Industrialization is a notoriously complex issue in terms of the hazards and benefits it has brought to human beings in our endeavors to improve our lives. This is never more evident than in the field of health and medicine, where there are many questions about the causes and treatments of diseases we commonly encounter today, such as cancer, diabetes and degenerative age-related conditions. Are there genetic predispositions to these conditions? Are they a mirror of our modern lifestyles, driven by our fast-paced lifestyles or have they always existed but gone undetected? The archive of human skeletal remains at the Museum of London provides a large bank of evidence that has been explored here, along with other skeletal collections from around England, to investigate how far some of these diseases go back in time and what we can tell about the influence of living environments past and present on human health.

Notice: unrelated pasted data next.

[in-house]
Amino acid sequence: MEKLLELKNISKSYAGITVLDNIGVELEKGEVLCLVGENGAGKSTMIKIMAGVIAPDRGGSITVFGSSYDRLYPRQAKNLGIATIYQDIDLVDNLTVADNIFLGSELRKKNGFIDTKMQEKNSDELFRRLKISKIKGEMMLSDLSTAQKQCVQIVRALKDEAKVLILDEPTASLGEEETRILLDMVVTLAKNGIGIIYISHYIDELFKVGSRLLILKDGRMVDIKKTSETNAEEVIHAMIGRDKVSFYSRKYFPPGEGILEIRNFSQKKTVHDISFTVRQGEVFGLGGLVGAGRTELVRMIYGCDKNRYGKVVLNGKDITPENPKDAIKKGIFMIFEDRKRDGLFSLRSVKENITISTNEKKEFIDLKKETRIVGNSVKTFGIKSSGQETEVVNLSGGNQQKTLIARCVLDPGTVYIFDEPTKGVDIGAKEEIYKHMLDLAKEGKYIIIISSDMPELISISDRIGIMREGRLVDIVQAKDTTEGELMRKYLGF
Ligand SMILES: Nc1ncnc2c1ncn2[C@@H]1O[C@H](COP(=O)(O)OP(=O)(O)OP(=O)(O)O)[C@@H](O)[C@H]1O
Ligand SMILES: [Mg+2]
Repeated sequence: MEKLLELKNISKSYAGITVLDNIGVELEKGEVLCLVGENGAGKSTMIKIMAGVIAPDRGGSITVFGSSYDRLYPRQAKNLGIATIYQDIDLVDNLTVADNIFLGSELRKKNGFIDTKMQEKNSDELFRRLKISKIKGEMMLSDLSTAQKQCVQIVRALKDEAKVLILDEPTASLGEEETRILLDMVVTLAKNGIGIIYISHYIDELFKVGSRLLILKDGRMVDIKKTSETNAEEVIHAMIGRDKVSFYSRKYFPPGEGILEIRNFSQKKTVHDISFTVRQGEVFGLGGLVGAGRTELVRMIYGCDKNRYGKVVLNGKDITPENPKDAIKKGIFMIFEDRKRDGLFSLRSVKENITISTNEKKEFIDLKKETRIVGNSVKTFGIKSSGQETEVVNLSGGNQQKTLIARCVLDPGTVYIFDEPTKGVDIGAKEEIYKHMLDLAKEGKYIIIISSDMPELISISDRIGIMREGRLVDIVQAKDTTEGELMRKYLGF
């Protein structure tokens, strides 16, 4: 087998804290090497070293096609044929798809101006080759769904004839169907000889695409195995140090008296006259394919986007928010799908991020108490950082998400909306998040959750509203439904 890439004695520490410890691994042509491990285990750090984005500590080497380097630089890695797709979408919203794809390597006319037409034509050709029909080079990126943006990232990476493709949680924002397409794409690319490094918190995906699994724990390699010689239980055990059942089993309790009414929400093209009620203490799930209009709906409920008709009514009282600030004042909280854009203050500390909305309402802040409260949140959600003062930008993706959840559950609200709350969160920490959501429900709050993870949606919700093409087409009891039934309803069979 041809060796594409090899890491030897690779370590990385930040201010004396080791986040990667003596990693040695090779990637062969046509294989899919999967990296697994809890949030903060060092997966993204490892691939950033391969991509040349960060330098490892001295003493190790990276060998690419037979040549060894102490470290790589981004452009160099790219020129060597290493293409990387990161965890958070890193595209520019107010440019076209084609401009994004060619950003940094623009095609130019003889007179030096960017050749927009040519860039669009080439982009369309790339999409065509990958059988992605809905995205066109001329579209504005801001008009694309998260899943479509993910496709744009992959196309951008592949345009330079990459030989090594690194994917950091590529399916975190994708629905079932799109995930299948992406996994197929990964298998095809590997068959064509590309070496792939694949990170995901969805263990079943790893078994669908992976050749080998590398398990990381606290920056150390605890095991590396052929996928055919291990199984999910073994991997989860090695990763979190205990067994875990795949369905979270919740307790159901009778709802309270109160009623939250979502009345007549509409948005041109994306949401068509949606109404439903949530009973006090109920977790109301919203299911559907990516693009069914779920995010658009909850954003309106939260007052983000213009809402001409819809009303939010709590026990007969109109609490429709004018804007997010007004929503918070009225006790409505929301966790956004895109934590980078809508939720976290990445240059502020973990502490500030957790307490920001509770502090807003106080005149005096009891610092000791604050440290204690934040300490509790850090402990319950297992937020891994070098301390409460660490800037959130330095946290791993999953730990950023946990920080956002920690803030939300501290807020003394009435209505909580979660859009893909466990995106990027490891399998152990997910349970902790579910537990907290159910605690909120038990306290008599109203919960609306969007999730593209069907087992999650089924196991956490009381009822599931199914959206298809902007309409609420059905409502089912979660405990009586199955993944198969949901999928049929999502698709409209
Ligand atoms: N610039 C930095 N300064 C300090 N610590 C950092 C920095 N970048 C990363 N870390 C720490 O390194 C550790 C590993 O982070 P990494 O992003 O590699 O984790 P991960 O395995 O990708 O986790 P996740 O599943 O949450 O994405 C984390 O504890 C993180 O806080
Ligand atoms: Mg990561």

The Industrial Period was a key period in human history where substantial change occurred to the population’s lifestyles, in terms of occupations, housing and diet as well as leisurely past-times, all of which would have impacted on their health. London had become the most densely populated metropolis in the world, the beating heart of trade and consumerism, an unambiguous example of the urban experience in the Industrial age.
Using up-to-date medical imaging technologies in addition to osteoarchaeological examination of human skeletal remains, we have been able to establish the presence of modern day diseases in individuals living in the past, both before and during Industrialization, to compare to rates in UK populations today. By re-examining the skeletal evidence, we have traced how the perils of unregulated rural and urban lives, changing food consumption, transport, technologies as well as improving medical treatment and life expectancy, have all altered health patterns over time.